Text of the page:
Or, at least, that's what I thought. There is one organization that can control manufacturers more than any government could ever hope to. One organization that every seller in the world will say "Yes sir, we'll get that for you right away sir." And that organization is Wal-Mart.

Wal-Mart is now on a mission to determine the click here order cialis pill social and environmental impact of everything they sell (which is a lot of things.) They've hired an army of people to help them do it, including several environmental groups. And, thus, they will create that universal footprint rating that well-meaning enviros have been trying (and failing) to create for decades. Or, at least, I hope they will.

Wal-Mart says they want to have the rating system finish and fully adopted in five years, by which point they also want other retailers to be using it.

A spokesperson at the Environmental Defense Fund said, "No one else could pull this off." I agree, and there you have it. A bunch of hippy enviros loving on buy branded levitra Wal-Mart because they're the only ones with the power to do what needs to be done. What is the world coming to?

Read More at the New York Times

Carbon Counter in New York Starts Ticking

The Deutsche Bank building in New York City now glows with the real-time number of long-lived greenhouse gases in the atmosphere.  Using numbers calculated by MIT scientists, the total reflects the estimated tonnage of greenhouse gases expressed as their equivalent amounts of carbon dioxide.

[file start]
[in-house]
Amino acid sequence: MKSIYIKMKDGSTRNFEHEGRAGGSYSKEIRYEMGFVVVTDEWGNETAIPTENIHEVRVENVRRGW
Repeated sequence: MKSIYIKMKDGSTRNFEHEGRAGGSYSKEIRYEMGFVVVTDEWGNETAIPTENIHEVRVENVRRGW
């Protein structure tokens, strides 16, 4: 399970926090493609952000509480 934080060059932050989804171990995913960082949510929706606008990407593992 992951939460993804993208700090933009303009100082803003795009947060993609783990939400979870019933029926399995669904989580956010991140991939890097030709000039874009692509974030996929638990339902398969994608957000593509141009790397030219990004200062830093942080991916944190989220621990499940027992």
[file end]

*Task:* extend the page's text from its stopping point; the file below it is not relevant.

Currently, the number stands at over 3.64 trillion metric tons, but it will be recalculated every month based on measurements gathered by the buy viagra with no prescription National Oceanic and Atmospheric Administration and NASA's Advanced Global Atmospheric Gases Experiment.  The number factors in all 24 gases named in the Kyoto and Montreal Protocols.

The counter was installed to increase awareness of the climate change crisis, but of course, that would all be for nothing if powering it was just adding to the problem.  The counter is lit up by 40,960 LEDs so that it's ultra-efficient and is carbon neutral through the use of carbon credits.  It would make a bigger impact if it ran off a renewable source of energy, but at least they've addressed the issue.  Deutsche Bank itself has set a goal of becoming carbon neutral by 2013 and is reducing its global carbon emissions by 20 percent a year until then.

via Red Green and Blue



Sensaris Lets You Wear the Air Quality on Your Sleeve

Air quality index information is widely available for cities on a daily basis, but so far there's been no collective breakdown of that information in real time or for specific neighborhoods. Traffic jams and wind conditions can make air quality vary considerably from one side of town to another. To give people more accurate information, Sensaris has designed a wearable air quality sensor called the City Senspod that will enable you to know the air quality for the very spot you're standing in at that very second.

Their GPS-equipped sensor gives you real-time air quality information including CO2 and ozone levels for wherever you are and then uses Bluetooth technology to transmit that information to a publicly available database where it's mapped along with data from other sensors for the world to see.

The device will be distributed in Paris for a trial run, but Sensaris hopes to bring the sensor to other cities and towns soon. It will be interesting to see if people are willing to wear such a thing on their arm or if it ends up latched onto backpacks and purses instead.

via Engadget